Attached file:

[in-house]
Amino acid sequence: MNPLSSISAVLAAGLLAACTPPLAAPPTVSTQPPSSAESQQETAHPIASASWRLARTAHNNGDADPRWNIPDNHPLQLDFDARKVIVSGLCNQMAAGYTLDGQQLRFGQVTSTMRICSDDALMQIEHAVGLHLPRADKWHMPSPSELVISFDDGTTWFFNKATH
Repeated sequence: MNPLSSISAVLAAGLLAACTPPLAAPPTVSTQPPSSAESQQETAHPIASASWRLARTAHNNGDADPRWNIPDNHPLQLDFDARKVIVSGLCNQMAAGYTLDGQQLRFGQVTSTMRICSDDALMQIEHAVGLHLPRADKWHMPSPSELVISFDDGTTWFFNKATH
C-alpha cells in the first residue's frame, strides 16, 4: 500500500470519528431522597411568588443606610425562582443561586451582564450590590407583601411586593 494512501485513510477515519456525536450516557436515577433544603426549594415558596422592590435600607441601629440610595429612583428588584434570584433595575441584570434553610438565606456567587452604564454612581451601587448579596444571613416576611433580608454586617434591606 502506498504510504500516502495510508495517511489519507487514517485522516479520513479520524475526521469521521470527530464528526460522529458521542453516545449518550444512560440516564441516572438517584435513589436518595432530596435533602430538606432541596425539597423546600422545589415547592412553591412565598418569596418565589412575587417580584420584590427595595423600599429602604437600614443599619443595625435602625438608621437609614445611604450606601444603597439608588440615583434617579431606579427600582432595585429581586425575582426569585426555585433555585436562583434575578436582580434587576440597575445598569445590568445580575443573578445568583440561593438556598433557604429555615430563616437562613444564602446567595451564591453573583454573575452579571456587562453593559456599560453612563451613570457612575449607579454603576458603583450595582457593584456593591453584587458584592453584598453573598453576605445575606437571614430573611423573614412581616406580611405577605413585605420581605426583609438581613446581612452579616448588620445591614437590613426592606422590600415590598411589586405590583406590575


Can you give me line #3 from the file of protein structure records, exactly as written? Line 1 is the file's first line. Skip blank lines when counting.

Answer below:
Repeated sequence: MNPLSSISAVLAAGLLAACTPPLAAPPTVSTQPPSSAESQQETAHPIASASWRLARTAHNNGDADPRWNIPDNHPLQLDFDARKVIVSGLCNQMAAGYTLDGQQLRFGQVTSTMRICSDDALMQIEHAVGLHLPRADKWHMPSPSELVISFDDGTTWFFNKATH